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Michigan Board Throws Out Anti-Affirmative Action Petitions

by NewStandard Staff

Groups working to protect affirmative action in Michigan, were heartened Monday when the State Board of Canvassers voted to reject petitions for an anti-affirmative action amendment on the grounds that their wording was misleading to voters.

Apr. 14, 2004 –

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On the heals of a judicial ruling, the Michigan State Board of Canvassers reached a unanimous decision to reject petitions being circulated in favor of a proposed anti-affirmative action amendment, according to the Associated Press. The vote represented a reversal of an earlier decision by the Board to approve the petitions, which are being circulated by a group controversially called the Michigan Civil Rights Initiative (MCRI), a coalition of individuals and organizations formed to put an end to affirmative action in Michigan. A coalition of civil rights groups, unions and businesses had legally challenged the petitions, which seek to put an amendment that would ban public universities and other agencies from granting preferential treatment based on race, sex, color, ethnicity or national origin on the ballot. They achieved a legal victory on March 25, when Judge Paula Manderfield of the Ingham County Circuit Court ruled that the ballot initiative was misleading and failed to inform voters that the proposed amendment would change or abolish the equal protection clause in the Michigan Constitution.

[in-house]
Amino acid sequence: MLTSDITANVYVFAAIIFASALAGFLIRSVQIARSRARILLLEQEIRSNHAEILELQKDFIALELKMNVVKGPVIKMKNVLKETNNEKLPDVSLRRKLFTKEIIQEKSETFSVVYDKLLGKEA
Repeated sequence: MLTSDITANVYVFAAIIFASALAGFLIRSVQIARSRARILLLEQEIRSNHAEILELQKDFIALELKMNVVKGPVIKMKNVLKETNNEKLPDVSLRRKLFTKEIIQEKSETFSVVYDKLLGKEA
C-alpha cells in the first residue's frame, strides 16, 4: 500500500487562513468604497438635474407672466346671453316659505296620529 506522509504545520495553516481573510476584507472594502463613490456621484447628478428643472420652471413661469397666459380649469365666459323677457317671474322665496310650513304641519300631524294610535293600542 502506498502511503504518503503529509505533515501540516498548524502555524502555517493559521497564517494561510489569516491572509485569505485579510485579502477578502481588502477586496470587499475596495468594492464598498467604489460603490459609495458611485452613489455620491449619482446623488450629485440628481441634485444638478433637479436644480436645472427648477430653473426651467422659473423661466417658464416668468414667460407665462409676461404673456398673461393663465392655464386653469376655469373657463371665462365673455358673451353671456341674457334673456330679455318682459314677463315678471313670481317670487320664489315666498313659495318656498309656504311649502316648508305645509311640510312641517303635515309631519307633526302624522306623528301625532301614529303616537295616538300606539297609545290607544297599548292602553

"The Judge recognized that the so-called Michigan Civil Rights Initiative was deliberately lying to the citizens. The MCRI cannot repeal Michigan’s civil rights laws without telling the voters of their intent," said George B. Washington, the attorney for the groups fighting the ballot initiative in court, reports, a Michigan-based news website.

While groups opposing the amendment say the ruling and the Board’s subsequent decision mean the Michigan Civil Rights Initiative will have to start their petition drive over with new petitions, a spokesperson for the MCRI said they will continue to collect signatures on the same petition. Tim O’Brian, the manager of the Michigan Civil Rights Initiative, told the Lansing Bureau, "We did not need the approval of the Board of State Canvassers to begin with. This court ruling is ridiculous. I am absolutely confident it will be turned over on appeal.''

Washington, however, is confident the court’s ruling will stick. "If they go ahead with the same words, they're no more legal in July than they are in March,'' he told Lansing Bureau.

Last month, civil rights activists in Colorado won another victory for affirmative action when a close vote in the Colorado State Senate defeated an anti-affirmative action bill, entitled the "Colorado Civil Rights Act," another controversial title.

In June 2003, the US Supreme Court ruled 5-4 that it was constitutional for the University of Michigan Law School to consider the race of applicants in order to create a diverse student population.

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